The Greens support extending Canada’s existing system of national accounts to include measures of annual changes in the depletion of and addition to Canada’s principal biological resources. Wild fish, natural forests, and productive agricultural soils represent some of the real wealth of a nation. It is felt that as depletion or addition to fish, trees, and soils takes place, these should be reflected in measures of Canada’s worth.
A serious analysis must be made of the economic costs/values/benefits of key ecological functions. This will allow better public policies and more comprehensive statements about the true economic value of biodiversity as a whole.
Purely economic measurements – such as GDP – ignore key factors underpinning well-being. The Green Party believes that the application of an evaluation method that seeks to account for key social, environmental, and long-term economic features in different parts of the country and local communities could provide new insights and rationales for the conservation of local and regional biodiversity. These tools stand to play a key role in making citizens aware of the attributes of strong biodiversity, and help achieve the intent of the Convention on Biological Diversity.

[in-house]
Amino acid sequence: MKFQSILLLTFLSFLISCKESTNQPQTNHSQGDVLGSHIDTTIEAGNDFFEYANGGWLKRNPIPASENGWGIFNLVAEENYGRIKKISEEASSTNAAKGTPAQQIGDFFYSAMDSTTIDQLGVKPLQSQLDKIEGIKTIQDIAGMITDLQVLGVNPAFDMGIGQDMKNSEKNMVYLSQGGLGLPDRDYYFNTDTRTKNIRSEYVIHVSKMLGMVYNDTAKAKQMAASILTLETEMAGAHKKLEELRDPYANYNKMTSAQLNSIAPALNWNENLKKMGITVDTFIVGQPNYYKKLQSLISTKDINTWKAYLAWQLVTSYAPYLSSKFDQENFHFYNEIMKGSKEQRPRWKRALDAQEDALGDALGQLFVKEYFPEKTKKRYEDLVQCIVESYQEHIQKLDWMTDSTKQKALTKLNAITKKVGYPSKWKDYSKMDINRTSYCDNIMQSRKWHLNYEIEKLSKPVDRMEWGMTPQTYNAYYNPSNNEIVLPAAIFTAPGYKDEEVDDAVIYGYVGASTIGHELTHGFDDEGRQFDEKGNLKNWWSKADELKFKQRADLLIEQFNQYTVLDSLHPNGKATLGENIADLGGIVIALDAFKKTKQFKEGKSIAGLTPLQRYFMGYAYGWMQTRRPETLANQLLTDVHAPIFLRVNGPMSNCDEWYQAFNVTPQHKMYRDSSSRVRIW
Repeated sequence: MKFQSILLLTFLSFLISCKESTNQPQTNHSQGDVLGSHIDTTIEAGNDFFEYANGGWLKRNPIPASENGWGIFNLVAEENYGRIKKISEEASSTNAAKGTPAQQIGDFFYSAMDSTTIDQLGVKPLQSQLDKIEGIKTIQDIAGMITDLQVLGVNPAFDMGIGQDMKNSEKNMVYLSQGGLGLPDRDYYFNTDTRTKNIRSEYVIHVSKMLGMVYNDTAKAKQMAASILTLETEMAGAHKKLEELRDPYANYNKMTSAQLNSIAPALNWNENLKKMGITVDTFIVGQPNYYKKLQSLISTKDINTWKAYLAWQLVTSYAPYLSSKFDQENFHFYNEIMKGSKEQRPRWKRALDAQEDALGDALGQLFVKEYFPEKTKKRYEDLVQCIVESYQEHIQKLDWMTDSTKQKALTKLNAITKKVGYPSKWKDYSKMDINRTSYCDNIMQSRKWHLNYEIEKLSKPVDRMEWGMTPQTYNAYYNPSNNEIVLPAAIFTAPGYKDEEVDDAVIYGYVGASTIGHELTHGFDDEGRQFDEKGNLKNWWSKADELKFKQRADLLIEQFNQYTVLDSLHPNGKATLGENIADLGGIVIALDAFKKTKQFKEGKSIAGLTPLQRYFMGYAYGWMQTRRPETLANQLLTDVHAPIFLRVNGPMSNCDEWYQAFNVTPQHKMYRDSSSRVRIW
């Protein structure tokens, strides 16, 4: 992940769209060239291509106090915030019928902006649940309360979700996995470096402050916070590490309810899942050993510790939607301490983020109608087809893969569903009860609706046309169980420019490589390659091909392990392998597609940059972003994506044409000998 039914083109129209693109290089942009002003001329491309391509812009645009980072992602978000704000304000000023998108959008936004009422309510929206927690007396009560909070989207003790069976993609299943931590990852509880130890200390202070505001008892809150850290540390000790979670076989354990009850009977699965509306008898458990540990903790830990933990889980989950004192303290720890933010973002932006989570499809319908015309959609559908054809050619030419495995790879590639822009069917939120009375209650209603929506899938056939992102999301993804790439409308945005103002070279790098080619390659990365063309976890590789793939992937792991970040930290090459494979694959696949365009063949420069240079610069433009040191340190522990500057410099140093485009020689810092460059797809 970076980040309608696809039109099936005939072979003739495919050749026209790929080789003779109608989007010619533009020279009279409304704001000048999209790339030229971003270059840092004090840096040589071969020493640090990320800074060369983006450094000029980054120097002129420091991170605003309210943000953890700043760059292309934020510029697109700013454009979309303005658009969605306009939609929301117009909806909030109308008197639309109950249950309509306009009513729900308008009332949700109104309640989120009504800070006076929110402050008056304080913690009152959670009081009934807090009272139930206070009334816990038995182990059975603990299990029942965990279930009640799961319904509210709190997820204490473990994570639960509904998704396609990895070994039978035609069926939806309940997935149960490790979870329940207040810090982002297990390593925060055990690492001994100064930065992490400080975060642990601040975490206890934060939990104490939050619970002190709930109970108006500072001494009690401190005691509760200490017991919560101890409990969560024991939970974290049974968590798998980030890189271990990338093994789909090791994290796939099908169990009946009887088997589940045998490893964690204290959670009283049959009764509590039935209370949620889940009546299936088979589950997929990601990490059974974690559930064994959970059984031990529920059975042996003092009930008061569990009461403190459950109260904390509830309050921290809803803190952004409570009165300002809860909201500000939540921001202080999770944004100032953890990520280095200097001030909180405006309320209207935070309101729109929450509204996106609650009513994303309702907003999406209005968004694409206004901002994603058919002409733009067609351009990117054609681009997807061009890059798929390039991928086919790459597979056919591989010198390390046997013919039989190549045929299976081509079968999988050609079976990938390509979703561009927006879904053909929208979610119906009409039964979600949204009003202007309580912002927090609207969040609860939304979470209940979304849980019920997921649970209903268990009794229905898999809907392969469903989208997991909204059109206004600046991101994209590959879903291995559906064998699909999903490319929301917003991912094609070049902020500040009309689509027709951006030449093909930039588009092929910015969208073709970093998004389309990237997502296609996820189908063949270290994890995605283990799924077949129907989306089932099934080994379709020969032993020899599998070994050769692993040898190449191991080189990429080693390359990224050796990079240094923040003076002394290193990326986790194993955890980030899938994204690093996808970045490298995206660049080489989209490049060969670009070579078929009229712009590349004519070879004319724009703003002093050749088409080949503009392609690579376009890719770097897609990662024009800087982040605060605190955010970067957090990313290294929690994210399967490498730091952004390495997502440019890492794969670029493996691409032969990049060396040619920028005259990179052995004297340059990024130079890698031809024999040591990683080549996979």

The Greens will continue to support ‘quality of life’ evaluation methods such as the Genuine Progress Indicator (GPI) as a means to improve quality of life and protect biodiversity. The Green Party will also support research into the economics of protecting biodiversity and the development of fiscal tools to limit the negative impact of human activity on the Ecosphere. Eliminating capital gains on donations of ecologically significant land and more appropriate land-use taxes are key measures to limit demand-side pressures on biodiversity (see Part 1: The Green Economy).